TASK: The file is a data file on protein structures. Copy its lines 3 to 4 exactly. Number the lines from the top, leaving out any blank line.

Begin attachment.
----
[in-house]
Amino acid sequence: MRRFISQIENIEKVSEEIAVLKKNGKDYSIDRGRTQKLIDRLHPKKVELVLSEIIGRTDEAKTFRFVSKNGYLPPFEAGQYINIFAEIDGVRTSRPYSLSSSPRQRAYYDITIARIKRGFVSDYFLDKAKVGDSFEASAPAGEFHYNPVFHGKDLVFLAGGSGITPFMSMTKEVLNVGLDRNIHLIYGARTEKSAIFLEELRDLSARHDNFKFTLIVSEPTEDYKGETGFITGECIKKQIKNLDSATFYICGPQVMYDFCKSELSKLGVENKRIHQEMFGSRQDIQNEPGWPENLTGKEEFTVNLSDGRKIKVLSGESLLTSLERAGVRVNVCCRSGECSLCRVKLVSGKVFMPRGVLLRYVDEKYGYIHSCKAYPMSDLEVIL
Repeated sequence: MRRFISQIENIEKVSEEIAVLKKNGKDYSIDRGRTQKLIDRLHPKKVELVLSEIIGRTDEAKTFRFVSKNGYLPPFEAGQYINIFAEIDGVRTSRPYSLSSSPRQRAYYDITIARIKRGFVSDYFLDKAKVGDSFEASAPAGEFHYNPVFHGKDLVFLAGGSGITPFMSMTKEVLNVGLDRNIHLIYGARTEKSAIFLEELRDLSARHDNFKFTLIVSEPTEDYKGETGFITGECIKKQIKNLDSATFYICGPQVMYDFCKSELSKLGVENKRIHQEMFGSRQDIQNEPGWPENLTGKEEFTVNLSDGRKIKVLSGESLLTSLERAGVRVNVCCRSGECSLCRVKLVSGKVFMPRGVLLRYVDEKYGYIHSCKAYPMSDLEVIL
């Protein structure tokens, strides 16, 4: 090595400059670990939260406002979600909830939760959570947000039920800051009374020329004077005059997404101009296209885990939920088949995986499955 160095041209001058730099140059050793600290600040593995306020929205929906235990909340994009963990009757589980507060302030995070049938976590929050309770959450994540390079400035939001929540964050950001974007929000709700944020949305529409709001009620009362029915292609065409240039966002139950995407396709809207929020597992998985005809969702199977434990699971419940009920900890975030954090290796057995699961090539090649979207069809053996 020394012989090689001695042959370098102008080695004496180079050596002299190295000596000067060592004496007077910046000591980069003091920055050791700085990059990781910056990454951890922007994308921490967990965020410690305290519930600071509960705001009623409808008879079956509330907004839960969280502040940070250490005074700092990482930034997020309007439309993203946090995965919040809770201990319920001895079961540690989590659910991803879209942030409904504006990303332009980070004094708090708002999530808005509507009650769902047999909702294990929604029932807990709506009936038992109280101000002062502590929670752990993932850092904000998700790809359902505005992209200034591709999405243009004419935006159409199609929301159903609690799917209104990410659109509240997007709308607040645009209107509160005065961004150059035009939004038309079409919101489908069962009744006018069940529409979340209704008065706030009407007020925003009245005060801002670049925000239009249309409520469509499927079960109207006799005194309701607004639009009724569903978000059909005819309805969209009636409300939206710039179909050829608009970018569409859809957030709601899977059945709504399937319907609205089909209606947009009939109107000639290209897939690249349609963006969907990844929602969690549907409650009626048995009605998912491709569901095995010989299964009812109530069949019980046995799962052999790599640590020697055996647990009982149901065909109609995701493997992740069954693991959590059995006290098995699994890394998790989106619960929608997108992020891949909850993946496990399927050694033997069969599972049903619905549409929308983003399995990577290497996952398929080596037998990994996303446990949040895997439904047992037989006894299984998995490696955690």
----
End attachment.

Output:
Repeated sequence: MRRFISQIENIEKVSEEIAVLKKNGKDYSIDRGRTQKLIDRLHPKKVELVLSEIIGRTDEAKTFRFVSKNGYLPPFEAGQYINIFAEIDGVRTSRPYSLSSSPRQRAYYDITIARIKRGFVSDYFLDKAKVGDSFEASAPAGEFHYNPVFHGKDLVFLAGGSGITPFMSMTKEVLNVGLDRNIHLIYGARTEKSAIFLEELRDLSARHDNFKFTLIVSEPTEDYKGETGFITGECIKKQIKNLDSATFYICGPQVMYDFCKSELSKLGVENKRIHQEMFGSRQDIQNEPGWPENLTGKEEFTVNLSDGRKIKVLSGESLLTSLERAGVRVNVCCRSGECSLCRVKLVSGKVFMPRGVLLRYVDEKYGYIHSCKAYPMSDLEVIL
């Protein structure tokens, strides 16, 4: 090595400059670990939260406002979600909830939760959570947000039920800051009374020329004077005059997404101009296209885990939920088949995986499955 160095041209001058730099140059050793600290600040593995306020929205929906235990909340994009963990009757589980507060302030995070049938976590929050309770959450994540390079400035939001929540964050950001974007929000709700944020949305529409709001009620009362029915292609065409240039966002139950995407396709809207929020597992998985005809969702199977434990699971419940009920900890975030954090290796057995699961090539090649979207069809053996 020394012989090689001695042959370098102008080695004496180079050596002299190295000596000067060592004496007077910046000591980069003091920055050791700085990059990781910056990454951890922007994308921490967990965020410690305290519930600071509960705001009623409808008879079956509330907004839960969280502040940070250490005074700092990482930034997020309007439309993203946090995965919040809770201990319920001895079961540690989590659910991803879209942030409904504006990303332009980070004094708090708002999530808005509507009650769902047999909702294990929604029932807990709506009936038992109280101000002062502590929670752990993932850092904000998700790809359902505005992209200034591709999405243009004419935006159409199609929301159903609690799917209104990410659109509240997007709308607040645009209107509160005065961004150059035009939004038309079409919101489908069962009744006018069940529409979340209704008065706030009407007020925003009245005060801002670049925000239009249309409520469509499927079960109207006799005194309701607004639009009724569903978000059909005819309805969209009636409300939206710039179909050829608009970018569409859809957030709601899977059945709504399937319907609205089909209606947009009939109107000639290209897939690249349609963006969907990844929602969690549907409650009626048995009605998912491709569901095995010989299964009812109530069949019980046995799962052999790599640590020697055996647990009982149901065909109609995701493997992740069954693991959590059995006290098995699994890394998790989106619960929608997108992020891949909850993946496990399927050694033997069969599972049903619905549409929308983003399995990577290497996952398929080596037998990994996303446990949040895997439904047992037989006894299984998995490696955690």